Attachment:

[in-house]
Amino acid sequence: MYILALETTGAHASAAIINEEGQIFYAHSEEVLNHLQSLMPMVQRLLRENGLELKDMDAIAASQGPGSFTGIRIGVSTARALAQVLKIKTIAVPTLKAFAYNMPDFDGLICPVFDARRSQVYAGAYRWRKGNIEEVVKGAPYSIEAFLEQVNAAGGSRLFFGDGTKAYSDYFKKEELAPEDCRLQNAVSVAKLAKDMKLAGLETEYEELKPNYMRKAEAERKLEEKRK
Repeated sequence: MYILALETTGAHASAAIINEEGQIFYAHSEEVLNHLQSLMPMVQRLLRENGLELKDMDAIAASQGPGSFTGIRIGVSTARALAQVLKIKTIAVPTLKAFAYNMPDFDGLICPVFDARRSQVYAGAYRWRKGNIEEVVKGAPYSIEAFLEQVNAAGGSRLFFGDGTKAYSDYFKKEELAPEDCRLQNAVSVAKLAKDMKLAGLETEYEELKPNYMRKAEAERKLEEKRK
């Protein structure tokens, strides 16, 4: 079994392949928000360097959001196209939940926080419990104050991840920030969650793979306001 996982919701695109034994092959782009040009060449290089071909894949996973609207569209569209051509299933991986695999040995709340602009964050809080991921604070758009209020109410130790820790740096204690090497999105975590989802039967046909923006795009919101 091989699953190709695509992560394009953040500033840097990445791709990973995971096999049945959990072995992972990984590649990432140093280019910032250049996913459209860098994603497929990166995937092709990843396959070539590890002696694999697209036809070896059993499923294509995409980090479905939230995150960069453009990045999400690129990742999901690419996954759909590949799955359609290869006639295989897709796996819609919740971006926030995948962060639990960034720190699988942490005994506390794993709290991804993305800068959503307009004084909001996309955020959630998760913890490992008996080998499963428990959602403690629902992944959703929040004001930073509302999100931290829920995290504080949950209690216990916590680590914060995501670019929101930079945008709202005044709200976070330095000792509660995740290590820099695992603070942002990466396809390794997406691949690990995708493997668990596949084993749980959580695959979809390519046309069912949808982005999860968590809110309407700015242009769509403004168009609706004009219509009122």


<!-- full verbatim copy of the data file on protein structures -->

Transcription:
[in-house]
Amino acid sequence: MYILALETTGAHASAAIINEEGQIFYAHSEEVLNHLQSLMPMVQRLLRENGLELKDMDAIAASQGPGSFTGIRIGVSTARALAQVLKIKTIAVPTLKAFAYNMPDFDGLICPVFDARRSQVYAGAYRWRKGNIEEVVKGAPYSIEAFLEQVNAAGGSRLFFGDGTKAYSDYFKKEELAPEDCRLQNAVSVAKLAKDMKLAGLETEYEELKPNYMRKAEAERKLEEKRK
Repeated sequence: MYILALETTGAHASAAIINEEGQIFYAHSEEVLNHLQSLMPMVQRLLRENGLELKDMDAIAASQGPGSFTGIRIGVSTARALAQVLKIKTIAVPTLKAFAYNMPDFDGLICPVFDARRSQVYAGAYRWRKGNIEEVVKGAPYSIEAFLEQVNAAGGSRLFFGDGTKAYSDYFKKEELAPEDCRLQNAVSVAKLAKDMKLAGLETEYEELKPNYMRKAEAERKLEEKRK
């Protein structure tokens, strides 16, 4: 079994392949928000360097959001196209939940926080419990104050991840920030969650793979306001 996982919701695109034994092959782009040009060449290089071909894949996973609207569209569209051509299933991986695999040995709340602009964050809080991921604070758009209020109410130790820790740096204690090497999105975590989802039967046909923006795009919101 091989699953190709695509992560394009953040500033840097990445791709990973995971096999049945959990072995992972990984590649990432140093280019910032250049996913459209860098994603497929990166995937092709990843396959070539590890002696694999697209036809070896059993499923294509995409980090479905939230995150960069453009990045999400690129990742999901690419996954759909590949799955359609290869006639295989897709796996819609919740971006926030995948962060639990960034720190699988942490005994506390794993709290991804993305800068959503307009004084909001996309955020959630998760913890490992008996080998499963428990959602403690629902992944959703929040004001930073509302999100931290829920995290504080949950209690216990916590680590914060995501670019929101930079945008709202005044709200976070330095000792509660995740290590820099695992603070942002990466396809390794997406691949690990995708493997668990596949084993749980959580695959979809390519046309069912949808982005999860968590809110309407700015242009769509403004168009609706004009219509009122």